Secondary Logo

Journal Logo

Correspondence

Non-physician anaesthetists and who should provide anaesthesia?

Feiss, P.

Author Information
European Journal of Anaesthesiology: May 2001 - Volume 18 - Issue 5 - p 336

EDITOR:

I read with great interest, in the September 2000 issue of the EJA, the proposed guidelines by Professor Vickers on the employment of non-physician anaesthetists within the anaesthesia team [1]. There is an ongoing debate in France on the subject that is driven by health authorities' fear of a future shortage in the number of trained anaesthesiologists; also by their aim to reduce the costs of healthcare. Many professionals show an ambiguous attitude in this debate. Instead of defending the fact that anaesthesia as a physician-only speciality is associated with a reduction in patients' mortality [2] they now want to shift their responsibilities to nonmedical assistants or nurses! It would be interesting to test the response of surgeons if it were proposed that so-called simple operations – such as hernia repair, cataract, those for varicose veins, etc. – could be routinely practised by adequately trained nurses under their supervision as is the case in some of the developing countries. I fear that terms such as ‘under supervision’ or ‘rapidly available anaesthesiologist’ or ‘available at all times’ will soon come to mean the time it takes to get from the ward (or the anaesthetist's office, or wherever, perhaps using a lift) to the operating theatre. I fear (it still exists) that one anaesthesiologist will practice in some public and private hospitals (with different motivation) with several nurses conducting anaesthesia in the operating theatres, while he or she is involved with other tasks in other parts of the hospital. I believe that anaesthesiologists must strongly defend the physician-only nature of the practice of anaesthesia. Nevertheless, anaesthesiologists do require skilled and dedicated assistance by nonmedical trained nurses or assistants. If any part of the continuous observation of the patient and care may be delegated, one must state that the anaesthesiologist's presence within the operating theatre is mandatory. The most reasonable system that I would propose is a team composed of two nurses or assistants and one anaesthesiologist working in two contiguous operating rooms. Thus, the anaesthesiologist is better able to anaesthetize and to supervise two patients simultaneously with the help of two assistants. I strongly believe that the security of our patients requires the presence of a trained anaesthesiologist. In an aeroplane, a qualified pilot stays on board; our patients deserve the same considerations.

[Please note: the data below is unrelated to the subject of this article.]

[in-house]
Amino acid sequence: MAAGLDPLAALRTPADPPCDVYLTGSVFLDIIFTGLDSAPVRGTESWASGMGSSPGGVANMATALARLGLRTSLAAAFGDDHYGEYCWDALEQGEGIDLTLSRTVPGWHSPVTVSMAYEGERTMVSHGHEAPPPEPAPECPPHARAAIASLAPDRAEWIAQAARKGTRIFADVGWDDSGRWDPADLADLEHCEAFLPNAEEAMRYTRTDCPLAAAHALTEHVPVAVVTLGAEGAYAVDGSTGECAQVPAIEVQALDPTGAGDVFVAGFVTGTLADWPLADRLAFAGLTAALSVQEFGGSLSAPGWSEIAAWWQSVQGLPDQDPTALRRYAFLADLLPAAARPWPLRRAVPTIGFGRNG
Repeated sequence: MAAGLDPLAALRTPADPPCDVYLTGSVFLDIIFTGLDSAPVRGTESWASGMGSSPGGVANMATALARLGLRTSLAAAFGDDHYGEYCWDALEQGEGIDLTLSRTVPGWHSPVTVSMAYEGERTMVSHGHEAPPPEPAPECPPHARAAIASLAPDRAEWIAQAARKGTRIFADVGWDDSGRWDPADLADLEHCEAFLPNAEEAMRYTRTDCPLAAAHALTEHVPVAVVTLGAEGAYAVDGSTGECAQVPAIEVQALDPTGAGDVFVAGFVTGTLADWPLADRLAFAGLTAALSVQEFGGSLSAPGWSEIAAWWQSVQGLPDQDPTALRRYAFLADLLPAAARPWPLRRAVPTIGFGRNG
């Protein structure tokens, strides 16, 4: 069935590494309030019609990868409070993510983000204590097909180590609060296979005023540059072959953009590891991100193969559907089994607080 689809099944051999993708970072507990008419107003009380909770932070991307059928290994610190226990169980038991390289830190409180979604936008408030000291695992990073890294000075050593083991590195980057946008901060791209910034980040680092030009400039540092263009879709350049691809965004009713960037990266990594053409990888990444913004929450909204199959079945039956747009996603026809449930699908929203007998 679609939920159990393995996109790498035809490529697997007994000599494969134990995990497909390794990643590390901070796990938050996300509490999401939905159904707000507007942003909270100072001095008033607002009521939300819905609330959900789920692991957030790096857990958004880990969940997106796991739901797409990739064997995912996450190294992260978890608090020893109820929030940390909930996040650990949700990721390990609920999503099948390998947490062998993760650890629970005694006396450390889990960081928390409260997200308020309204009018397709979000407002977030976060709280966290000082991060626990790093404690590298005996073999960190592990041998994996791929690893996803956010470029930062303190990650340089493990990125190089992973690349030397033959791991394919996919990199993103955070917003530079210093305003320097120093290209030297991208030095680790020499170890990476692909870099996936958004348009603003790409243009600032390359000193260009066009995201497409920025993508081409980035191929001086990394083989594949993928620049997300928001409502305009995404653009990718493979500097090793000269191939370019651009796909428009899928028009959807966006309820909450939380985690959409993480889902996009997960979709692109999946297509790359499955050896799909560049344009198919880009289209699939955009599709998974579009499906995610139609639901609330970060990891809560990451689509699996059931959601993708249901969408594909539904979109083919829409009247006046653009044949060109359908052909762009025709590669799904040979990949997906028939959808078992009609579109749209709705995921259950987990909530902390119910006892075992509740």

References

1 Vickers MD. Non-physician anaesthetists: can we agree their role in Europe ? Eur J Anaesthesiol 2000; 17: 537–541.
2 Silber JH, Kennedy SK, Even-Shoshan O et al. Anesthesiologist direction and patient outcomes. Anesthesiology 2000; 93: 152–163.
© 2001 European Academy of Anaesthesiology